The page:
There are a few things I can guarantee.
I know that you should never say never, and you should never guarantee unless you really can, but I’ve got this.
If you are reading this newspaper column then you are the son or daughter of someone — I can guarantee that.
Growing up whether you were raised by your parents, grandparents, foster parents, aunts or uncles, I am confident that you were encouraged to be involved in things throughout your life.
If your influences were in sports, then it was athletics; music — join the band, choir, jazz band; writing — Journalism Club, Year Book Staff, editor of your school newspaper; academic teams — scholastic events.
Miranda Lambert sings in her award-winning song “All Kinds of Kinds,” that it takes all kinds, and it does.
I played sports growing up in elementary and high school, but my parents never encouraged my siblings or me to do so. My mother wanted us to do anything besides play football.
Being involved in activities, in a club or on a team teaches a lot of lessons that are valuable for life.
It truly takes all kinds of kinds and each of us represent our kind.
In high school when I wasn’t playing football I served as the public address announcer for my high school basketball team.
Somewhere between introduction of the starting five for each team I was also calling play-by-play for WANO Radio 1230AM.
My involvement in sports grew to include serving as an official with the Kentucky High School Athletic Association, then I went on to officiating junior college basketball, NAIA basketball, all the way to being a ref in the NCAA.
In time, I went from officiating to serving as a sports chaplain, ministering to teams, sharing motivational messages and encouragements as a Christian and public speaker.
This being my season of “Thanks-Giving” I cannot help by mention the blessings of opportunities because of sports.
Nate Zettler from Hamilton, Ohio was recently conducted into the Union College Hall of Fame. During his acceptance speech he mention my work and ministry sharing about his struggle when he was a freshman in college and how he had become homesick and was ready to go back to Ohio.
When he signed his professional baseball contract with the Kansas City Royals he called then to say thanks, reminding me of our times together.
One of his favorite stories to tell about “preacher” is when I would drive behind him in the college van playing his favorite music loudly out the windows to motivate him as he ran (If only we had MP3 players back then).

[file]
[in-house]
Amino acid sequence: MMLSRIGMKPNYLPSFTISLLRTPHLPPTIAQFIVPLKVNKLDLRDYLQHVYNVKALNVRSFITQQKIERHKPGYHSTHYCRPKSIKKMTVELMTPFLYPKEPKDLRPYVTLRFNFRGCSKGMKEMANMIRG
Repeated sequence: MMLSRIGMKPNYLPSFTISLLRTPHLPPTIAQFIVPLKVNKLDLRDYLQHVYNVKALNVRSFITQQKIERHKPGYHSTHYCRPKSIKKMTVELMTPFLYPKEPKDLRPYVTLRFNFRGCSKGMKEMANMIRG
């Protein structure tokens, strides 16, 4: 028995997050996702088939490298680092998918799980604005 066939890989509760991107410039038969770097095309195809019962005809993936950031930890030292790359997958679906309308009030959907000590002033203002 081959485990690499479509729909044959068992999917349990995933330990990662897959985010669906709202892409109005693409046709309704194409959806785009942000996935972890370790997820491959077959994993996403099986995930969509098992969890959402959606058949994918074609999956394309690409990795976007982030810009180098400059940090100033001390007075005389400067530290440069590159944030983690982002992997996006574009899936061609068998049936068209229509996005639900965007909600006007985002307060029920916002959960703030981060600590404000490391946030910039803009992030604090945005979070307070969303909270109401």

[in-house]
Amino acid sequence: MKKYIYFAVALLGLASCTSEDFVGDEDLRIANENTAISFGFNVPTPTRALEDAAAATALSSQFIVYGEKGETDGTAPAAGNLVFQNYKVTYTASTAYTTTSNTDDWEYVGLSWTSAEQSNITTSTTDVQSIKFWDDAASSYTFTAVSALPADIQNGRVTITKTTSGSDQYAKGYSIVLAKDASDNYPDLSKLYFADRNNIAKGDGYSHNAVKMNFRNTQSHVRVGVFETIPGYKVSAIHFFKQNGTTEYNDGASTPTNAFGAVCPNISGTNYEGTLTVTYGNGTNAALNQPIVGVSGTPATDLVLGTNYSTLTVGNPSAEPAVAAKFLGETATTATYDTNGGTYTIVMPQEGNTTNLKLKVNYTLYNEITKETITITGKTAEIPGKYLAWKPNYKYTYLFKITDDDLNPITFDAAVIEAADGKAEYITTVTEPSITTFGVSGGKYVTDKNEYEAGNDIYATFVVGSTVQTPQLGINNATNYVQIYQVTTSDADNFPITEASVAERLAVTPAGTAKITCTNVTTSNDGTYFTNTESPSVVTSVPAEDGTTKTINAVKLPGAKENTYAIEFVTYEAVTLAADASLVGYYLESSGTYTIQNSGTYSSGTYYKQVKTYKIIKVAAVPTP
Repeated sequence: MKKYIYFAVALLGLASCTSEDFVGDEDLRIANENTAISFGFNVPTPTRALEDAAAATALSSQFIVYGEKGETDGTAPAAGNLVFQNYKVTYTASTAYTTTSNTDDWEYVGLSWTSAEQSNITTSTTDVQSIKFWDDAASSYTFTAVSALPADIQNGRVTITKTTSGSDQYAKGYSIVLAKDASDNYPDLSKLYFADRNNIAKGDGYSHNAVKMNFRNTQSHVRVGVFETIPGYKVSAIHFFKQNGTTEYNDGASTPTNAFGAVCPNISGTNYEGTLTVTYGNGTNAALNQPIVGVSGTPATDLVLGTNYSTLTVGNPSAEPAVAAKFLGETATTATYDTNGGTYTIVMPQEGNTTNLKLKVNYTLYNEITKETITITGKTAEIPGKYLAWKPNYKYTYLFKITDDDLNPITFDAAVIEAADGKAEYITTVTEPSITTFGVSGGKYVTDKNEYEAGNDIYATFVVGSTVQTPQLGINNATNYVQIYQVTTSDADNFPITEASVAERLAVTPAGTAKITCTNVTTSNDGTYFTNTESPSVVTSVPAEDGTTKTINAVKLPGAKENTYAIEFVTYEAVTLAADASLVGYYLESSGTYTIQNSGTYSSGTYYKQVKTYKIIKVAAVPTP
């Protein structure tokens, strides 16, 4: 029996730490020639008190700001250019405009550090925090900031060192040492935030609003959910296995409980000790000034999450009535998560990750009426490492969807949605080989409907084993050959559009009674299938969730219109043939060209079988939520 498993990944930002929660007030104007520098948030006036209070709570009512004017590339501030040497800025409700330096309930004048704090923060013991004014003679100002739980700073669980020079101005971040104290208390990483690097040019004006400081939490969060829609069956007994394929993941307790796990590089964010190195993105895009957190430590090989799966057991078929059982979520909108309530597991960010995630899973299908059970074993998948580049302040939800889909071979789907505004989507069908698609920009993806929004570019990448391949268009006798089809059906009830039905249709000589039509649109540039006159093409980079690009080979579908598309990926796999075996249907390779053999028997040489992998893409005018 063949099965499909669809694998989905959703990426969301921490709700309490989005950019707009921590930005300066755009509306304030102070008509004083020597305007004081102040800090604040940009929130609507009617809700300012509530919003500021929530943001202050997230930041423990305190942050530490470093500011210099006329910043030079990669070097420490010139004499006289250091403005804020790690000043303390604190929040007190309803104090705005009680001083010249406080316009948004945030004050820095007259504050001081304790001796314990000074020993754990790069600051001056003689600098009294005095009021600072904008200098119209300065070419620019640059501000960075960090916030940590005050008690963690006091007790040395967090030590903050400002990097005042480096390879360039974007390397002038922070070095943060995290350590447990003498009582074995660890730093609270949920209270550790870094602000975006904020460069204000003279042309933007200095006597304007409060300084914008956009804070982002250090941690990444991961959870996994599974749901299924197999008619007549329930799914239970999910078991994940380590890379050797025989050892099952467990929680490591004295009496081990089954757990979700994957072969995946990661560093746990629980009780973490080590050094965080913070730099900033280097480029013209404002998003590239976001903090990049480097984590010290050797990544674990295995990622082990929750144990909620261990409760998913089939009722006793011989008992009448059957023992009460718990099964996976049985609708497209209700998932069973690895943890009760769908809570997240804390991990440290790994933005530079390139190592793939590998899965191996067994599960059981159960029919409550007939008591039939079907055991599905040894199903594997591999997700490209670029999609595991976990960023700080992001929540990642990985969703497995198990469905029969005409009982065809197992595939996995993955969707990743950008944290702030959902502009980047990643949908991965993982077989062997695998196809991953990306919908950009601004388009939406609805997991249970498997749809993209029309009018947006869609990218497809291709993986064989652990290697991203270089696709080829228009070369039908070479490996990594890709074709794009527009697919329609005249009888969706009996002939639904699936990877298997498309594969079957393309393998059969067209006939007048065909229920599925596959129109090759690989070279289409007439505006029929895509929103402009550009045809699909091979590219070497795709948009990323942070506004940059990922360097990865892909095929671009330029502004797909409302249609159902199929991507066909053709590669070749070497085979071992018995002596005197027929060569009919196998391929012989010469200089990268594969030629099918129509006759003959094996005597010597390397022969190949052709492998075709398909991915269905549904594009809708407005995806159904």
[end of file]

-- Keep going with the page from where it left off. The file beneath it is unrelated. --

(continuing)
Serving others I have discovered really makes a difference. It maybe years that pass before you know the impact but we should never discredit the effort of helping others.
Banford Keith Hill played baseball at Campbellsville University. A friendship that began because of sports when I would umpire his college baseball games.
Our friendship includes witnessing him graduate from the Lexington Metro Police Department, to the opportunity of serving as his wedding officiant for he and wife Nancy, to now the celebration of the birth of their son James Banford.
Who would have imagined?
I didn’t but I am grateful for each year we’ve shared together.
So many friendships, too many to mention, but this year Nate represents Union College and Keith represents Campbellsville University.
Hundreds of “Thanks-Givings” were made through sports and each year until I type no more I will honor these unique friendships that have become so valuable and cherished.
The opportunities we each have are special, each in their own kind of way. It takes all kinds of kinds and I am thankful this year to acknowledge the difference Nate, Keith and their families have made in my life.
There are a few things I can guarantee.
Right-to-work laws good for unions, too
Labor-union workers wearing ugly green t-shirts verbally accosted me at the end of last week’s news conference in the Capitol Annex promoting a right-to-work policy for Kentucky – something employees in 24 other states enjoy.
You never know who’s asking
I‘m usually a pretty firm believer in taking care of your own problems — self sufficiency in others is a big deal to me.
U.S. Senate race well worth following
Anyone who says he knows who will win Kentucky’s 2014 U.S. Senate race is likely telling you what he wants rather than what he knows.
Christians want what’s best for everyone
When I was 16 years old, I got saved and officially became a member of a Baptist church in my hometown.
How we look makes all or no difference?
Every year the media announces the one who is voted as the sexiest woman of the year and the one who is voted the sexiest man of the year.
Protecting citizens’ data a ‘no brainer’
Target Corp. is learning the hard way: The price is steep for retailers who don’t protect customers’ sensitive financial information.
Domestic violence cases need to be scrutinized more
Domestic violence — since Tuesday this pair of words has nearly numbed my brain and made my heart heavy.
Duck Dynasty secret revealed
I think I’ve figured out how the Robertson men on “Duck Dynasty” became so wealthy. Sure, making duck calls has brought in a lot of money. But I believe a big portion of their wealth comes from not having to buy expensive razors.
Cynicism, optimism on display in Frankfort
Those who spend little time in Kentucky’s capitol and who read columns by cynics who cover it should be forgiven their disillusionment about how the people’s business is conducted.
Church time and gym time get you in shape
In one of my January columns, I talked about how my New Year’s resolution was to get back in the gym.
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- Right-to-work laws good for unions, too